Monday, June 16, 2014

Adventures in Homebrewing - Spring 2014

Spring is finally here!  Besides the fact that my favorite trails are now free of ice and snow, it also means that my basement temp has warmed up which should make fermentation a bit easier.  

I've been slowly cobbling this blog post together for so long that my original opener is no longer relevant.  Now summer is almost here!  Fermentation will now become trickier as even my basement temps begin to creep up.  I'm in a bit of a lull brewing-wise so now's the perfect time to detail all my brews from the last few months.

ChocoNanner Stout - 5.5-6% ABV

This was my grand experiment to make a stout with bananas added at secondary.  It was quite the process and the end result produced a dark roasty beer with mild chocolate and banana undertones.  I'm still not sure if it's entirely successful but ultimately it did what I set out to do.

Chinook Pale Ale - 4.2% ABV

Originally this was supposed to be an all-grain version of my first extract recipe.  It was my first attempt at brew-in-a-bag and it didn't go as well as I had hoped. When it came time to drink one I had already written it off but I was wrong wrong wrong!  The aroma was good and the resulting brew was a very drinkable all-day IPA.  Despite temperature and sanitation issues, I made a tasty brew - a testament to how forgiving this hobby can be.

Ocean State Homebrew Competition

I submitted my apfelwein and Bourbon Barrel Porter to the Ocean State Homebrew Competition held at Johnson & Wales in early April.  I didn't know what to expect as you just drop your brews off at an official sponsor and then wait for the results (the judging is closed to the public.)  Finally the results were posted and come to find out my apfelwein placed second in the Specialty Cider category with a score of 34 (okay so there were only six entries but I'll take it!)  It also went on to take 2nd in the Best in Show Cider category.  The BBP didn't do bad either, scoring a 33 out of 50 which is pretty respectable.  It was interesting reading all the reviews/criticism/praise of my brews.  I'll definitely be taking the judges' remarks under advisement when I make my next batch of BBP.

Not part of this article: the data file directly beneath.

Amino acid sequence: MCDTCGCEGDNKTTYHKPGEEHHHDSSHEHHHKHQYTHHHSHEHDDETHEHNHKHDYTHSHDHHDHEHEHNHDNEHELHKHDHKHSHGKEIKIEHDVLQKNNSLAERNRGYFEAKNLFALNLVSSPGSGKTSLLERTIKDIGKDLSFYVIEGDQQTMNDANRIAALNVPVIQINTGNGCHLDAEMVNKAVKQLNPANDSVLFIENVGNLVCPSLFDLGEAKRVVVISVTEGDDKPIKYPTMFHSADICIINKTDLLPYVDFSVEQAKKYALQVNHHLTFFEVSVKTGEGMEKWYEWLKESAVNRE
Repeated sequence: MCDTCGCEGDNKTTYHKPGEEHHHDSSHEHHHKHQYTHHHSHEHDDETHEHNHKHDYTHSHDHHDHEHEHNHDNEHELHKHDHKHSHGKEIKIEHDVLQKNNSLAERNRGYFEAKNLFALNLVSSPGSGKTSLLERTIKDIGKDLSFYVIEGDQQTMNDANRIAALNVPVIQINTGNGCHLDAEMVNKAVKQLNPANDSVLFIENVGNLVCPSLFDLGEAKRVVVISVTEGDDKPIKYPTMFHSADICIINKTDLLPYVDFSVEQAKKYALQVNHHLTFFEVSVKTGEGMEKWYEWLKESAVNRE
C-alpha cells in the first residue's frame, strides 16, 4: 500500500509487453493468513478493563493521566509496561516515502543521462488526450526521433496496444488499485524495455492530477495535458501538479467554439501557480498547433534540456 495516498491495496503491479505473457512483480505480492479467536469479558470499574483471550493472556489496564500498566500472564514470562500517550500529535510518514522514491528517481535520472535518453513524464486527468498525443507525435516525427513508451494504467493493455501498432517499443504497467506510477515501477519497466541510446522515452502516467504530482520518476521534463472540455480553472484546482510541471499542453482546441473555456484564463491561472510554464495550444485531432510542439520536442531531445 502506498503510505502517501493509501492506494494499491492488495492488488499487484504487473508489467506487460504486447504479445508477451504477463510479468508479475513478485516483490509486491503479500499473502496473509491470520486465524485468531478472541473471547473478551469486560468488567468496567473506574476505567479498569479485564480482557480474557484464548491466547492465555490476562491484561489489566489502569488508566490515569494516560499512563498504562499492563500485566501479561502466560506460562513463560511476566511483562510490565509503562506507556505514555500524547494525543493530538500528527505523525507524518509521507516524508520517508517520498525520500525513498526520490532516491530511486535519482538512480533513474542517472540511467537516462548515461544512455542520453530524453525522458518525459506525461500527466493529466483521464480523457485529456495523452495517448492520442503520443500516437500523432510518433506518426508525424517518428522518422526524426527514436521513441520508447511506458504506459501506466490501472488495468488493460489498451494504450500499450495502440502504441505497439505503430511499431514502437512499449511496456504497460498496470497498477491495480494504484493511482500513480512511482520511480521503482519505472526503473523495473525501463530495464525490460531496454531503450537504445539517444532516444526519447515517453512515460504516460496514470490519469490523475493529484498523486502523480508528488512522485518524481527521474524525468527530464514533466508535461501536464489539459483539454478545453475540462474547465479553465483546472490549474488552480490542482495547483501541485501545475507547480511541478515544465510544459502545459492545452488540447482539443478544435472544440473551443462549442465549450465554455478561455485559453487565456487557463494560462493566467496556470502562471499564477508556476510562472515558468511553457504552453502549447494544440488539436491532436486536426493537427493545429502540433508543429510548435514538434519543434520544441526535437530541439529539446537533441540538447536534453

American Wheat - 4.8% ABV

I decided to whip up a gallon of this beer a few hours beforehand when I was already planning a more involved brew session with my 2nd attempt at an all grain batch (see below.)   I already had the cascade and willamette hops (only needed 6 grams apiece) and I had half a packet of dry yeast too.  Just had to grab a pound of DME at the brewshop.  This beer is light and drinkable.  The Safale-05 yeast is fairly neutral tasting and the beer doesn't have that strong yeasty taste of its German cousins.  Just a quick small batch I worked up on the fly but it came out well!

15 Minute Cascade Pale Ale - 5.2% ABV

Here's another quick extract recipe that I got off my homebrew discussion board.  Again this was a case of picking a recipe with hops already on hand.  This was a 2.5 gallon batch that couldn't be simpler.  3 pounds of DME, 1/2 pound of crystal 60 as the steeping grain and 3 ounces of cascade hops.  The best part about this recipe is that the boil is only 15 minutes long!  Hops are added at 15, 5 and 0 and then dry hopped.  Beer came out really tasty with lots of hop aroma and flavor.